Not many teams lose a tie 6-1 and go through on away goals, but that is exactly what Celtic achieved in the aftermath of their Champions League qualifier against Legia Warsaw. Celtic were thrashed in the first leg by a team that managed to miss two penalties and still beat them 4-1. The Scottish champions didn’t exactly restore their pride in the second leg, when a further 2-0 defeat left them facing an early exit from the competition that was meant to define their season.
The tie was dead and buried by the time the Legia Warsaw manager decided to give his three substitutes a run out in the dying minutes of the second leg. Legia were 6-1 up and cruising towards the next round when the last of those substitutes, Bartosz Bereszynski, came on in the 88th minute. Bereszynski had no impact on the scoreline, but his mere presence on the pitch has since caused Legia to be expelled from the competition.
The defender was sent off in Legia’s final Europa League match last season and was given a three-match ban, which he thought he had served by the time Legia reached Edinburgh. He had sat out of Legia’s two matches in the previous round against St Patrick’s and then he missed the first leg against Celtic.
Bereszynski was absent for three matches but because the club had not registered him for the St Patrick’s tie, the games he missed did not count towards his suspension and Uefa deemed him ineligible to play against Celtic. Legia’s 2-0 victory was scrubbed from the record books and Celtic were granted a 3-0 victory, which was enough to take them into the next round on away goals.
Legia are now out of the Champions League because a player who was sent off while playing in a different competition during a different season sat out of three matches without Uefa being informed of his intentions. Legia broke the rules, albeit accidentally, but the punishment does not seem to fit the crime.
The laws of football should serve the game, but Uefa’s punishment has belittled a competition that is supposed to be reserved for the elite of European football. A team who were so thoroughly dismantled should not be promoted over one whose secretarial staff made a clerical error.
If you raced Usain Bolt over 100m and he twisted his body around on the finishing line to see you huffing and puffing back near the starting blocks, would you deserve to win the race if Bolt placed the side of his shoe on your lane while looking back over his shoulder? Not in any sporting world that makes sense. Uefa’s laws should make the game fairer, not impose unnecessarily severe sanctions on people who have made honest and minor mistakes.
Uefa have dealt with a case like this before. Back in 2010 Debrecen were fined for fielding an ineligible player against Litex Lovech. Uefa decided against imposing a 3-0 defeat upon Debrecen as they had “no interest in fielding this player for the last three minutes of additional time, when the score was so clearly in its favour”. Did Legia have any interest in playing Bereszynski for the last four minutes of a tie they were winning by five goals? Of course not. They had no intentions of cheating; they just messed up a form.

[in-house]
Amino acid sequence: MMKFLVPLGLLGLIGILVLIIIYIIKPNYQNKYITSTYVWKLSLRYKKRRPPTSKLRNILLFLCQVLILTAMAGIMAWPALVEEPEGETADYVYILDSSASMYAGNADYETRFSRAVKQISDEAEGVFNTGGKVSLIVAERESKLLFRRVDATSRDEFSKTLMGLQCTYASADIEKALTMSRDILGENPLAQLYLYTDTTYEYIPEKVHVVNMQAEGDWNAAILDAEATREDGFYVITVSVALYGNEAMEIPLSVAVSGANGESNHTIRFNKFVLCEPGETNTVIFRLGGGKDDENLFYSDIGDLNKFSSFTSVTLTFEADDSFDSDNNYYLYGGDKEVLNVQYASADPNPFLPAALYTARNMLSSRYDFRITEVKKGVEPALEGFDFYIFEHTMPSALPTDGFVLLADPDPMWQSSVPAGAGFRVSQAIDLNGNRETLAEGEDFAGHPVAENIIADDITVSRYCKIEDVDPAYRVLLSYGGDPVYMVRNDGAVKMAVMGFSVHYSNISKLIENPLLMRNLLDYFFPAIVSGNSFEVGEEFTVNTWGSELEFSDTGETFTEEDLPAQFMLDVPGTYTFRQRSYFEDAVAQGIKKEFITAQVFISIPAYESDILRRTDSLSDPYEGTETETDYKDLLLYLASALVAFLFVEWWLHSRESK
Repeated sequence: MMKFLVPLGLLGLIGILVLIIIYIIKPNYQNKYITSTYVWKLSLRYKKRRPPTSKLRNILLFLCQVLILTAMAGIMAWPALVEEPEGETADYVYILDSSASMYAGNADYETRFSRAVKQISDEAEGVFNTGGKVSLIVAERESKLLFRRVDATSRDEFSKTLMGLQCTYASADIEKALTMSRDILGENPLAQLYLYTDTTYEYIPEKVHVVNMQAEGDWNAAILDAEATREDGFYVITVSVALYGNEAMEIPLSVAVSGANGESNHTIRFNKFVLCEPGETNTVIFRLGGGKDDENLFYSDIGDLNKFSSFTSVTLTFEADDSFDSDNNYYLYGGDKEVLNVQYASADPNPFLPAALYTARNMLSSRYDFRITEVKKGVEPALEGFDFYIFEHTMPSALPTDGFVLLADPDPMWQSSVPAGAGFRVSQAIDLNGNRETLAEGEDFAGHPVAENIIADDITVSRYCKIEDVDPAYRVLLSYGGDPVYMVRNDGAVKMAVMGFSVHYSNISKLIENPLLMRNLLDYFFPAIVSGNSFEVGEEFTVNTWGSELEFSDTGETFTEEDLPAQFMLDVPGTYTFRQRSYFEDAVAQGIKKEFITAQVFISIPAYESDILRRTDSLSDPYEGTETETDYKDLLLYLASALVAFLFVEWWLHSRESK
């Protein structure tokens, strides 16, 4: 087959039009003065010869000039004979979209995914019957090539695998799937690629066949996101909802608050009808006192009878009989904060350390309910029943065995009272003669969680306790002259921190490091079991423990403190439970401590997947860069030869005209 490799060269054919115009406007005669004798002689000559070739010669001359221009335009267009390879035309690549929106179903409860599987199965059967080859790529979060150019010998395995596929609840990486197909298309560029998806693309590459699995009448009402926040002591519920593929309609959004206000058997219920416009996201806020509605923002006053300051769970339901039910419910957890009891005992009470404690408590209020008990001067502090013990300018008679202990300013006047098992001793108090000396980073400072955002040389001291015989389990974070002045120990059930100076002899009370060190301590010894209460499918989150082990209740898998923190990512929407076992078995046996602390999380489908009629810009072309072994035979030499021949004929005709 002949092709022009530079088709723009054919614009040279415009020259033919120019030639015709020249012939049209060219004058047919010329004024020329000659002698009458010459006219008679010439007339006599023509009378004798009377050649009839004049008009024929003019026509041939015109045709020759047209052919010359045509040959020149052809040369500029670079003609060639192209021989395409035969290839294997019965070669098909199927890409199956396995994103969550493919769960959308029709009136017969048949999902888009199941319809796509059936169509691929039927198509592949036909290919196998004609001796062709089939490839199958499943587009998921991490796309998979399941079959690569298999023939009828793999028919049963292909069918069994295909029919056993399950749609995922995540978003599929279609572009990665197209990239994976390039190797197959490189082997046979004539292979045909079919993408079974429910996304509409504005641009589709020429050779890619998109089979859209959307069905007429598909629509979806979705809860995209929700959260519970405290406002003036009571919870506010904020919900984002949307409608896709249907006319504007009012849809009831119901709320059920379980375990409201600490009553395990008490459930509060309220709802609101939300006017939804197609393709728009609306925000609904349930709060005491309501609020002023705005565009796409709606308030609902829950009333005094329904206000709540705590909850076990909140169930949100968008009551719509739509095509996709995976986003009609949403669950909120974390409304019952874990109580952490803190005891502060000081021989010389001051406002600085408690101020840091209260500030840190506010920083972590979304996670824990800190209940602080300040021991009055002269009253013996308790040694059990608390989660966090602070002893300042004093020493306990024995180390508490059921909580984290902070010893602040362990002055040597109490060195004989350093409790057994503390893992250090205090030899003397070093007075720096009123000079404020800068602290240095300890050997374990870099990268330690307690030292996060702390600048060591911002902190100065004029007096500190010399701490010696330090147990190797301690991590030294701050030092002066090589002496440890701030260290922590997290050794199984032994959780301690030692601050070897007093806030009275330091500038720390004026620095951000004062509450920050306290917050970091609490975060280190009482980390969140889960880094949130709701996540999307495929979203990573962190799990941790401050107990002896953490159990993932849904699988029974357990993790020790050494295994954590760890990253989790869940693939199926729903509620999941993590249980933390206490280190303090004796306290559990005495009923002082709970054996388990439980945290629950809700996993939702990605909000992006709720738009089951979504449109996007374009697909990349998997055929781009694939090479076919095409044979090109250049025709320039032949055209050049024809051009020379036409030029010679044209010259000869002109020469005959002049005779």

Legia contacted Celtic over the weekend to discuss the matter, with the club’s co-owner Dariusz Mioduski laying it on thick: “I call on you to refer your best traditions of honour and honesty, that your famous club has been known for during the last 126 years. Do not destroy the beautiful legacy that you inherited from the past generations of The Bhoys. Imagine Jock Stein and Billy McNeill deprived of the chance to achieve the biggest triumph in their career by an application form filled improperly by a club employee acting in good faith. Willie Maley, the legendary manager of Celtic FC, once said that in your stadium ‘a man is judged by his football alone’. Only you can decide whether this noble credo will be replaced by an opportunistic use of legal loopholes.”
Mioduski has a way with words and a passion for rhetoric, but he also has a point: if Uefa are bound by their rulebook, perhaps Celtic should do the honourable thing and let the better team go through. Celtic were given a chance to go against their own interests and enhance their reputation, but instead they passed the buck back to Uefa, saying they were “disappointed by Legia Warsaw’s comments” and that the matter is “entirely a matter for Uefa and its processes”.
With the money and prestige involved in the Champions League, Celtic’s stance is hardly surprising, but is it right and is it sporting? Surely the whole point of the Champions League is to bring together the top teams in Europe so we can enjoy the annual event of working out which of them is the best. Uefa’s harsh punishment of Legia Warsaw and Celtic’s unsympathetic response to it have left the best team in this tie to curse their luck and wait for another year. There’s nothing sporting about that.